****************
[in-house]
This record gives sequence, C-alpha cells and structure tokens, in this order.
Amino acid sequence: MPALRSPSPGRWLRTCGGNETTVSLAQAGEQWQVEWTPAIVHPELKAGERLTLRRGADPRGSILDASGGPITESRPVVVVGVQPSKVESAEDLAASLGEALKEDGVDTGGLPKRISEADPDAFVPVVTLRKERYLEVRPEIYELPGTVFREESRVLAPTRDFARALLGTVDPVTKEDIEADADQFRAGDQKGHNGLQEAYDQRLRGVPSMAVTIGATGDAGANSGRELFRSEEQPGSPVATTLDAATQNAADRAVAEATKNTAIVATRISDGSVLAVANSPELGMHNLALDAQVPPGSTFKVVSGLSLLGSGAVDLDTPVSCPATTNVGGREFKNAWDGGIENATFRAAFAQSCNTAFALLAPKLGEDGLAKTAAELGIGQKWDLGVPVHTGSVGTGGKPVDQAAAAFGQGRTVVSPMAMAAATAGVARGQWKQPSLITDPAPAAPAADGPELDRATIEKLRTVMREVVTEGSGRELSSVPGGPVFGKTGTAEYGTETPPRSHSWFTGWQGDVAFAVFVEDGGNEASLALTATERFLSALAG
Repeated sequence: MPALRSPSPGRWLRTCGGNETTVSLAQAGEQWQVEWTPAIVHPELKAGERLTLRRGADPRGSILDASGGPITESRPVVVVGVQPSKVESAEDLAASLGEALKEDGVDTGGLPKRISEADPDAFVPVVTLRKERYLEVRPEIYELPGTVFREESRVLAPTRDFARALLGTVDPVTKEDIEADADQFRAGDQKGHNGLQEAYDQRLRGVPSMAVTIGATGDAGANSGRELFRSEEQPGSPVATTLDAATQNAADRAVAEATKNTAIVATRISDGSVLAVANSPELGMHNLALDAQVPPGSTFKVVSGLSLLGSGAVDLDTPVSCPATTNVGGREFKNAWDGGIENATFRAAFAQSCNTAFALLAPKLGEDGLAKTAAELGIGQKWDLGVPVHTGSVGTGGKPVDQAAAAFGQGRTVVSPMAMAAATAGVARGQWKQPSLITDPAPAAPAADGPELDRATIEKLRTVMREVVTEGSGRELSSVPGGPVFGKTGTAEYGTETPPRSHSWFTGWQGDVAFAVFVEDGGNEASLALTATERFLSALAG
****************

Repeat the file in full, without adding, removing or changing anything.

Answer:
[in-house]
This record gives sequence, C-alpha cells and structure tokens, in this order.
Amino acid sequence: MPALRSPSPGRWLRTCGGNETTVSLAQAGEQWQVEWTPAIVHPELKAGERLTLRRGADPRGSILDASGGPITESRPVVVVGVQPSKVESAEDLAASLGEALKEDGVDTGGLPKRISEADPDAFVPVVTLRKERYLEVRPEIYELPGTVFREESRVLAPTRDFARALLGTVDPVTKEDIEADADQFRAGDQKGHNGLQEAYDQRLRGVPSMAVTIGATGDAGANSGRELFRSEEQPGSPVATTLDAATQNAADRAVAEATKNTAIVATRISDGSVLAVANSPELGMHNLALDAQVPPGSTFKVVSGLSLLGSGAVDLDTPVSCPATTNVGGREFKNAWDGGIENATFRAAFAQSCNTAFALLAPKLGEDGLAKTAAELGIGQKWDLGVPVHTGSVGTGGKPVDQAAAAFGQGRTVVSPMAMAAATAGVARGQWKQPSLITDPAPAAPAADGPELDRATIEKLRTVMREVVTEGSGRELSSVPGGPVFGKTGTAEYGTETPPRSHSWFTGWQGDVAFAVFVEDGGNEASLALTATERFLSALAG
Repeated sequence: MPALRSPSPGRWLRTCGGNETTVSLAQAGEQWQVEWTPAIVHPELKAGERLTLRRGADPRGSILDASGGPITESRPVVVVGVQPSKVESAEDLAASLGEALKEDGVDTGGLPKRISEADPDAFVPVVTLRKERYLEVRPEIYELPGTVFREESRVLAPTRDFARALLGTVDPVTKEDIEADADQFRAGDQKGHNGLQEAYDQRLRGVPSMAVTIGATGDAGANSGRELFRSEEQPGSPVATTLDAATQNAADRAVAEATKNTAIVATRISDGSVLAVANSPELGMHNLALDAQVPPGSTFKVVSGLSLLGSGAVDLDTPVSCPATTNVGGREFKNAWDGGIENATFRAAFAQSCNTAFALLAPKLGEDGLAKTAAELGIGQKWDLGVPVHTGSVGTGGKPVDQAAAAFGQGRTVVSPMAMAAATAGVARGQWKQPSLITDPAPAAPAADGPELDRATIEKLRTVMREVVTEGSGRELSSVPGGPVFGKTGTAEYGTETPPRSHSWFTGWQGDVAFAVFVEDGGNEASLALTATERFLSALAG